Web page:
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tigtog (aka Viv) is the founder of this blog. She lives in Sydney, Australia: husband, 2 kids, cat, house, garden, just enough wine-racks and (sigh) far too few bookshelves.

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  1. Ouyang Dan
    Ouyang Dan at |

    Good assessment. That is what I was trying to put my finger one. Aside from that I enjoyed it, but there was something slightly off. The beginning felt slow moving enough that the buildup would have fit well. *shrugs* Beyond that I felt it was one of the better adaptations of the series thus far. I also got to see it on IMAX in 3D, so I am a little biased. I should have taken some tissue because I am that girl…

  2. SunlessNick
    SunlessNick at |

    Good post. Like Ouyang Dan, I felt there was something missing, but not enough that I didn’t like it. The past scenes with Tom Riddle were all good. Luna was good.

    The increasingly missing seats would have been a good touch; I don’t know if they were afraid of it “competing” with Dumbledore’s death, but that would have been a groundless fear.

    I think they were trying to build a sense of normalcy that they could shatter. But the normalcy is already shattered after the fourth and fifth films – better would have been to it a hollow edge, like frightened people clinging to an illusion of normalcy.

    Weird omission: while they said who the Half-Blood Prince was, they didn’t include the explanation of why the phrase applied to him.

  3. tigtog
    tigtog at |


    better would have been to it a hollow edge, like frightened people clinging to an illusion of normalcy

    That would have worked so much better for me, and would particularly have given an edge to the snogfests amongst the senior pupils – not just teen libidos, but urgent escapism as well. It probably would have gone over the heads of some younger viewers, but would that be so bad? High school snog sessions tended to have their anxious side anyway in my experience, so if that was all that younger viewers picked up on it wouldn’t matter.

    Still, I think it’s easier to write a book for different emotional maturity levels than it is to write a film that works as well on different levels. The visual lexicon is still too broad-brush.

  4. at |

    I really liked the movie, and it was a far cry better than flops I suffered through like Transformers 2 and Terminator. From the largely positive reviews and rumors of the better acting of the cast, I was expecting a little bit more than I got. Luna, Draco, and Slughorn were amazing, but Ginny was terrible, Hermione wasn’t much better, Harry was one-dimensional, Ron was only the comic relief, and Snape was way too over-the-top. The way they turned Lavender into a simpering moron also irritated me. I also immensely disliked the changes they made to the book, especially to the ending and the exclusion of important plot points, like Greyback’s disfiguring attack on Bill Weasley, who wasn’t even in the movie at all! The scene in the tower when Harry is frozen and has to watch Dumbledore die was one Rowling’s crowning moment of angst. I can’t believe they changed that and had Harry just puttering around beneath everything, totally unhampered.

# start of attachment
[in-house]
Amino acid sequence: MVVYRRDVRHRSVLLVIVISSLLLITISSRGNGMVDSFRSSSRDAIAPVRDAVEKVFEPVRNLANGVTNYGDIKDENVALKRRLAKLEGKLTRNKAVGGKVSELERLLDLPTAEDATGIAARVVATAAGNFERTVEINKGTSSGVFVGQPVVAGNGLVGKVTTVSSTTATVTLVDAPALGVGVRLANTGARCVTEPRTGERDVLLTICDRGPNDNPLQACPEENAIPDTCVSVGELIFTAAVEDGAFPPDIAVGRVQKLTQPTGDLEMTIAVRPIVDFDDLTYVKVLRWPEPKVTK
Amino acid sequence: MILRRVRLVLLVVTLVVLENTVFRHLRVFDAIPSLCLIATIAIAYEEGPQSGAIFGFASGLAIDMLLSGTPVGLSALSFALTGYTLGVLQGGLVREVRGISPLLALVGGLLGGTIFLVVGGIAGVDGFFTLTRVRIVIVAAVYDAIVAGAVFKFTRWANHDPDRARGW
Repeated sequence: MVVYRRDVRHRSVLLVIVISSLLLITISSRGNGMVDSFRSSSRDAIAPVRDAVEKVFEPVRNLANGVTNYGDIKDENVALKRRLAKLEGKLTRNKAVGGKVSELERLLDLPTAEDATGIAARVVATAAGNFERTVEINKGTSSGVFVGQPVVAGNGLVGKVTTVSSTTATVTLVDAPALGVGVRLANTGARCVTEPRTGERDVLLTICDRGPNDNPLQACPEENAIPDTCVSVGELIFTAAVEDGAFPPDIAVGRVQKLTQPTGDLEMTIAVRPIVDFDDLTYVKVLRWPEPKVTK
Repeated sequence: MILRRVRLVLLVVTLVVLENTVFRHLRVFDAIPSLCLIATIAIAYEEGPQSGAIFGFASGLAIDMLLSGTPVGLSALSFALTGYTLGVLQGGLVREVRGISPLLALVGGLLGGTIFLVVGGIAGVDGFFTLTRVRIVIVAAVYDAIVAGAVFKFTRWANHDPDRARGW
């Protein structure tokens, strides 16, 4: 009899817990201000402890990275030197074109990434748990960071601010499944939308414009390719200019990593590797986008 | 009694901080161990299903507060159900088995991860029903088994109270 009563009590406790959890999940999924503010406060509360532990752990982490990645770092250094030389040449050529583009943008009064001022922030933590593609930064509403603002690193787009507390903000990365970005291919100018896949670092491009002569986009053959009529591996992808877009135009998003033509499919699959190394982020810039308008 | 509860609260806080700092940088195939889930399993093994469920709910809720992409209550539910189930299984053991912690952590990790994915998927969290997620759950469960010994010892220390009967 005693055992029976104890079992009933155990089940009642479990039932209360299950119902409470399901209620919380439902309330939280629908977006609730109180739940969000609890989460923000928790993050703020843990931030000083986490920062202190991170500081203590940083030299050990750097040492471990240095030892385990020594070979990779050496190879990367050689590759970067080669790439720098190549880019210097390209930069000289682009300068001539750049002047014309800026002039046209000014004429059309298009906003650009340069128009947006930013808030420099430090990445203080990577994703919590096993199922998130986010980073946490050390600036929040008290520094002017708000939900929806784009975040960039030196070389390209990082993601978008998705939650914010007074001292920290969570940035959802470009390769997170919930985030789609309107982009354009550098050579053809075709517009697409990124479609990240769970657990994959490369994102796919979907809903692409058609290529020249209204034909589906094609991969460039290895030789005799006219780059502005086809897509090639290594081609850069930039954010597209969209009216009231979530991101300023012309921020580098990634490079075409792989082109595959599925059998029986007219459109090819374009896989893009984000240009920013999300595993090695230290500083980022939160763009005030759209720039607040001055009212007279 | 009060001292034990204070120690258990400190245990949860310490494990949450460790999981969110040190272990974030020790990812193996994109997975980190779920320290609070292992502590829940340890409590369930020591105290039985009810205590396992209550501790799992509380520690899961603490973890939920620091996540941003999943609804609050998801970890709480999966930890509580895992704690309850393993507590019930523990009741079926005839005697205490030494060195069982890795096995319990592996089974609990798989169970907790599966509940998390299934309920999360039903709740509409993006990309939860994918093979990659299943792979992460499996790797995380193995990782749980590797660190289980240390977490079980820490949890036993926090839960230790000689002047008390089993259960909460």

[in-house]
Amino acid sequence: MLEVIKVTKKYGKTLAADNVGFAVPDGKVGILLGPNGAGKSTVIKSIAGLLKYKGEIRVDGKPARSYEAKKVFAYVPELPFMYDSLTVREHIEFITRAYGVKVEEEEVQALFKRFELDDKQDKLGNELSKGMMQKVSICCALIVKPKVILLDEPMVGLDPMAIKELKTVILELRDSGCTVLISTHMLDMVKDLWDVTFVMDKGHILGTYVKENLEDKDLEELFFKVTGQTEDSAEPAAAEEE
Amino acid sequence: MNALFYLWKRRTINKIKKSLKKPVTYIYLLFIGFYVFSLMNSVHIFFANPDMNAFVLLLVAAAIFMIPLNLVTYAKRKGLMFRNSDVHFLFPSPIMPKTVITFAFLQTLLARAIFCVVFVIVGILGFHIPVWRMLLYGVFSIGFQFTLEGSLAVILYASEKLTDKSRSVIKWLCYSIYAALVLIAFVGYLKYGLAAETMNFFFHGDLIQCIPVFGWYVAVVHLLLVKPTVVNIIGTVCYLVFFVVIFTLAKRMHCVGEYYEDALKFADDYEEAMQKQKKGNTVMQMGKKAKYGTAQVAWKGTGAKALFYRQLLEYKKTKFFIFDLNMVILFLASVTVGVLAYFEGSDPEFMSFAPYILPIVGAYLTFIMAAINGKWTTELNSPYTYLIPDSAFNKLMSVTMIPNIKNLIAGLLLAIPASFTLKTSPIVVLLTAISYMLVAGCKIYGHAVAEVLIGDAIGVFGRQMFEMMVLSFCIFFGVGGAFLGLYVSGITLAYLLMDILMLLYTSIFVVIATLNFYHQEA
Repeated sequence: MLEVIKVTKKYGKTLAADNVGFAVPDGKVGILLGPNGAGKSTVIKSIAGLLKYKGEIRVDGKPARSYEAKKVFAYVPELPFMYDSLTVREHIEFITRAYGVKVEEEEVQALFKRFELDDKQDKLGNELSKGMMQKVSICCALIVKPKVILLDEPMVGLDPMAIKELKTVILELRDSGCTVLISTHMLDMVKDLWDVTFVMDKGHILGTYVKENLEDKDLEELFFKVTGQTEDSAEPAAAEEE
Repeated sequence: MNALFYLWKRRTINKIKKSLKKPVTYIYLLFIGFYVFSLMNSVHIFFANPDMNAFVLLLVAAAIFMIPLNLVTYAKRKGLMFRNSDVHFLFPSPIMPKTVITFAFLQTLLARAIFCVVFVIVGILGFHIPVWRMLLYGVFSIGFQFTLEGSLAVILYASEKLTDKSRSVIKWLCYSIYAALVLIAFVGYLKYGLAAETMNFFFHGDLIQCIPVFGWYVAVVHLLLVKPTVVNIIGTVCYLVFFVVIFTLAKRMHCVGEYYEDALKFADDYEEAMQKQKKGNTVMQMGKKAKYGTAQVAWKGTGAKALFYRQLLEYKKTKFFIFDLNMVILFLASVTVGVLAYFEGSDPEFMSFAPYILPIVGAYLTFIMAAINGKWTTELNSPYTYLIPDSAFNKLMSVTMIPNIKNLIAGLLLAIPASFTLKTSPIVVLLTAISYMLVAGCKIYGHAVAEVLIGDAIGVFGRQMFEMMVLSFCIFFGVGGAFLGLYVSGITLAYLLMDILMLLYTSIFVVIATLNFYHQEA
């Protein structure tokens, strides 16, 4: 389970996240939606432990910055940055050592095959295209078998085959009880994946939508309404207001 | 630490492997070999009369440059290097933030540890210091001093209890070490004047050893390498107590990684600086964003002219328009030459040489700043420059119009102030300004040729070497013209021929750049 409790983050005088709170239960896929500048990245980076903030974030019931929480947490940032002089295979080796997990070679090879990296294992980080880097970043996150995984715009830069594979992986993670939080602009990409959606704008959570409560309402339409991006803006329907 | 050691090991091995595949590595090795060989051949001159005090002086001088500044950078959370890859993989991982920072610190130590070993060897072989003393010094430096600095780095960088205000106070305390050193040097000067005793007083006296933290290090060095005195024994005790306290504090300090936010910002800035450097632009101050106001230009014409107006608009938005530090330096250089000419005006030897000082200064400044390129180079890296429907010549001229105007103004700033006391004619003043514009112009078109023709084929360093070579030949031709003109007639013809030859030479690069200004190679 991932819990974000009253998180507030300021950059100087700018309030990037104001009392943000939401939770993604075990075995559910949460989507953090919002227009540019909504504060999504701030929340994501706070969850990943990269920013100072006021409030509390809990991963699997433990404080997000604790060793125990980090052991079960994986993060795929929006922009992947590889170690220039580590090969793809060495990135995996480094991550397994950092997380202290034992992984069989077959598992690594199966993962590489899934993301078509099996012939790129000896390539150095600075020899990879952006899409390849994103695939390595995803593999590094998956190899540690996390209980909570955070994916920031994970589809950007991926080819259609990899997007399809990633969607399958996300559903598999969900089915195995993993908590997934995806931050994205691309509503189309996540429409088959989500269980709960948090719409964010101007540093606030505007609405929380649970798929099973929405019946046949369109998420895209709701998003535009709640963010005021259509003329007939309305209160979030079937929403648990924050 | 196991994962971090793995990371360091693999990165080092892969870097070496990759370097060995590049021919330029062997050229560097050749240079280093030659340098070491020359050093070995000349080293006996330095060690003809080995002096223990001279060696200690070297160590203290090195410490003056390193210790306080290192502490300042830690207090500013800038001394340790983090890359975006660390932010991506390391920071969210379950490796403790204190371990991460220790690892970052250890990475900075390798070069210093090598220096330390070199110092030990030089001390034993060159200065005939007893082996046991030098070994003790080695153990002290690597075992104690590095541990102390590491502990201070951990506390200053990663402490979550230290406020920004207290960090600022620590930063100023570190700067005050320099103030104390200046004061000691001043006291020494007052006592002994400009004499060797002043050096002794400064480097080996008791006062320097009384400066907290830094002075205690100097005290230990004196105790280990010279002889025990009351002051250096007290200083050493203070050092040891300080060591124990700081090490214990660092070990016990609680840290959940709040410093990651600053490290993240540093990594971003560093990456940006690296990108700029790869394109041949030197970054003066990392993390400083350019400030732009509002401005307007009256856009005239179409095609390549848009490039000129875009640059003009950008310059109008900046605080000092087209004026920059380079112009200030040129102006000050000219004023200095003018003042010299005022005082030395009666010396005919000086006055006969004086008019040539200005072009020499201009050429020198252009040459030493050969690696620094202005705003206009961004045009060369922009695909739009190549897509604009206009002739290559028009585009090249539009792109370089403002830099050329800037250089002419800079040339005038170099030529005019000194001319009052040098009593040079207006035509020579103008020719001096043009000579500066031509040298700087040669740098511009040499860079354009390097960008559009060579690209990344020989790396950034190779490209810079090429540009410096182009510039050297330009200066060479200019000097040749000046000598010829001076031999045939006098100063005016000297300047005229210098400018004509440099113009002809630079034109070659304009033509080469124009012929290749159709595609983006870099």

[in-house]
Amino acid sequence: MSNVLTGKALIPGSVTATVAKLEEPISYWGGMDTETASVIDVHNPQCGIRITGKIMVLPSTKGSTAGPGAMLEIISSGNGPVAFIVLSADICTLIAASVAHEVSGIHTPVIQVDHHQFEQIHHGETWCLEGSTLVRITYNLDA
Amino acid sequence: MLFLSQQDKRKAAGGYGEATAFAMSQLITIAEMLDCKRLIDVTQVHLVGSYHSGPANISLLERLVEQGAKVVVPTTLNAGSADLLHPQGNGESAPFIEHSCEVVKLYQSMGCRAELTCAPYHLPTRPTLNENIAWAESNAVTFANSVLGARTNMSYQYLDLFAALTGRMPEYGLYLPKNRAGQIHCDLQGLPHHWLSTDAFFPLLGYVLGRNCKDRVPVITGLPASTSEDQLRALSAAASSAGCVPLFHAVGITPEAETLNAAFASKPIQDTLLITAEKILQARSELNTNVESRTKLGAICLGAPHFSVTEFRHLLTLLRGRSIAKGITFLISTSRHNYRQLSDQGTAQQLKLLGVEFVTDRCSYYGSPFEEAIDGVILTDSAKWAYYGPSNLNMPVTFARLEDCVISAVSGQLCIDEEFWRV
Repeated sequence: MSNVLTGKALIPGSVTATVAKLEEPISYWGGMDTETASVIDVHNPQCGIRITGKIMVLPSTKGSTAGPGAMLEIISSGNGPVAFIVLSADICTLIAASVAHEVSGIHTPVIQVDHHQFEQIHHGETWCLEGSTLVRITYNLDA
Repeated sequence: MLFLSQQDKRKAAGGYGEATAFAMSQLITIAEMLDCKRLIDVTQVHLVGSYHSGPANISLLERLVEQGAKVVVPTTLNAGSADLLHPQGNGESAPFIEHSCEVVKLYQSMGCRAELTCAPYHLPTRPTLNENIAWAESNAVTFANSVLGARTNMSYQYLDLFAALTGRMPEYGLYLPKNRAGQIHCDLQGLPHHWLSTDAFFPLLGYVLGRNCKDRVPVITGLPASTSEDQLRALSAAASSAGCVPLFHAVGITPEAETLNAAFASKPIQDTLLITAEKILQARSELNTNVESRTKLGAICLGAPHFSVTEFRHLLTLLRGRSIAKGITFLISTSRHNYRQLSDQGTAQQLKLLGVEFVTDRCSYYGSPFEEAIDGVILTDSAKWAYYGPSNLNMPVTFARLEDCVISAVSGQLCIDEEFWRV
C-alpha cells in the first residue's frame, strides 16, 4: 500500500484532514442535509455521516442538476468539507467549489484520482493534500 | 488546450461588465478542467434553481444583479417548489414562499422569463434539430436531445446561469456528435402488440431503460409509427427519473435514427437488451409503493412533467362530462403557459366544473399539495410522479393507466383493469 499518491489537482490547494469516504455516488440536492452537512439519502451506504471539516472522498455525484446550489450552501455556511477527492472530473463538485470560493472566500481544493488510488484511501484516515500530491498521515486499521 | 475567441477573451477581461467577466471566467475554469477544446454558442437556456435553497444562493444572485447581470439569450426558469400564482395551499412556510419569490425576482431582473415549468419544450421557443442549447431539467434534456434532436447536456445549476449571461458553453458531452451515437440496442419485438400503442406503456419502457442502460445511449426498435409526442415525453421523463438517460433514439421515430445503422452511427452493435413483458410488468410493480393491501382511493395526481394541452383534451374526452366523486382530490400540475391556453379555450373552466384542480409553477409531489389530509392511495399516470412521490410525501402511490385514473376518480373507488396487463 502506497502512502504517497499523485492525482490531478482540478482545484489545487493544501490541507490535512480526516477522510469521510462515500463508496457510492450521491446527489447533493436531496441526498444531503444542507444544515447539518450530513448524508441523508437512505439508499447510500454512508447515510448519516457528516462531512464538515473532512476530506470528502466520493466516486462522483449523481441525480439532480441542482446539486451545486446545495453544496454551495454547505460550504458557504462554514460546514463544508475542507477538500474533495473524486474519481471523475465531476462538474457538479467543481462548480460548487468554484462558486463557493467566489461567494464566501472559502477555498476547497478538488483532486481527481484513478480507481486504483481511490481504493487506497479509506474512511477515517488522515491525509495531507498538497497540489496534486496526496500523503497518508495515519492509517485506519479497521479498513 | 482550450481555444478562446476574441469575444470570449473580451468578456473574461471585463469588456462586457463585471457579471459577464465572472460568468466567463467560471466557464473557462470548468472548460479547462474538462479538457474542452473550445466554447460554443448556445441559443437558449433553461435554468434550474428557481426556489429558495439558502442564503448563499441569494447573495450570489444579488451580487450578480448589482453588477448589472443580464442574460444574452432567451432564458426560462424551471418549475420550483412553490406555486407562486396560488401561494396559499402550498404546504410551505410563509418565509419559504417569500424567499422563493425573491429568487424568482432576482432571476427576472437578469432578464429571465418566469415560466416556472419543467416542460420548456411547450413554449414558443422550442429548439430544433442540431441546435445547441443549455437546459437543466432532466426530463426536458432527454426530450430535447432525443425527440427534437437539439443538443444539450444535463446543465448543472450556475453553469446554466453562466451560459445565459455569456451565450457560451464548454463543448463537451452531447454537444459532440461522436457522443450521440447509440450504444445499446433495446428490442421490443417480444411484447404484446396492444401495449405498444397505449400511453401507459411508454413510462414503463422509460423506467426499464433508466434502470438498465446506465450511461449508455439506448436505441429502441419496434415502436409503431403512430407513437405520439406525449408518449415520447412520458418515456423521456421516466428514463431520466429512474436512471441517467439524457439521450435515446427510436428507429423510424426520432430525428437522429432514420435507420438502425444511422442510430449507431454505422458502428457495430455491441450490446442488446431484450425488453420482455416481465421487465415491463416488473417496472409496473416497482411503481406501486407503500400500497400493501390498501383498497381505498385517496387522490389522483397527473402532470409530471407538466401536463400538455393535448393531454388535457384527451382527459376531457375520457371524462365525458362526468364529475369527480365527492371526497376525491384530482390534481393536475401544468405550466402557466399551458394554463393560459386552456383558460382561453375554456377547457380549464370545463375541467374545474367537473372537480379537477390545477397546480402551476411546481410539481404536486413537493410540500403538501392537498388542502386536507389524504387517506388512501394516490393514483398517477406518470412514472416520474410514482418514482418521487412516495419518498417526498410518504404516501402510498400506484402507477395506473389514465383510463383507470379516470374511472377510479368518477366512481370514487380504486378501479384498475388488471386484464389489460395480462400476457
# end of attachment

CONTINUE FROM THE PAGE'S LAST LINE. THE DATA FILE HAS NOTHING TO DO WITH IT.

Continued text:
I also thought that it would have done a lot better if they had just decided that it was okay to make it PG-13. The entire thing was shot as a horror flick, which worked well for it, but the PG rating prohibited them from putting in the bloody bits and made the teenage hormones comically inane rather that realistic.

    Overall, I’d say that I liked it, but between the way they treated Lavender’s character and the ending, my feminist and book-purist sensibilities were offended. Also, Ginny was so ghastly that all of her scenes I couldn’t bear to watch.

  5. Fine
    Fine at |

    I haven’t seen the latest Harry Potter. I’ve only seen the first which I thought was fairly bad – flat, inert and overly literal. Though I’ve heard acouple of them who were directed by a fantastic (literally) Mexican director, whose name escapes me, were very good.

    But there’s many other films out there other than Hollywood blockbusters. If you live in a major Australian city and you want to see some other forms of representation, there’s lots of choice. If you want to see films directed by women you could try ‘My Year Without Sex’ (Sarah Watt). Coming soon will be ‘Blessed’ (Anna Kokkinos), ‘Beautiful Kate’ (Rachel Ward), ‘Bran Nue Dae’ (Rachel Perkins).

    If you want to see films by Indigenous filmmakers, try ‘Samson and Delilah’ (Warwick Thornton) – possibly the best film you’ll see all year, the aforementioned ‘Bran Nue Dae’ an Indigenous musical, or ‘Stone Bros’ (Richard Franklin) , which will be released in September and is a comedy/road-movie. Or you could see ‘Bastardy’ (Amiel Courtin-Wilson) a magical documentary about Jack Davis, an indigenous gay man, actor, junkie and cat burglar.

    If you want to see non-mainstream represresentation, by people other than middle class white boys, then go and support those films and others like them. They don’t have the marketing budget that ‘Harry Potter’ has to let you know they’re there, but they are. Though I must say ‘Balibo’ (Rob Connelly, a lovely middle-class white boy), is well worth a look. As is ‘Mary and Max’ if you can still catch it.

  6. tigtog
    tigtog at |

    Thanks for those recommendations, Fine. I’ll definitely chase some of them up.

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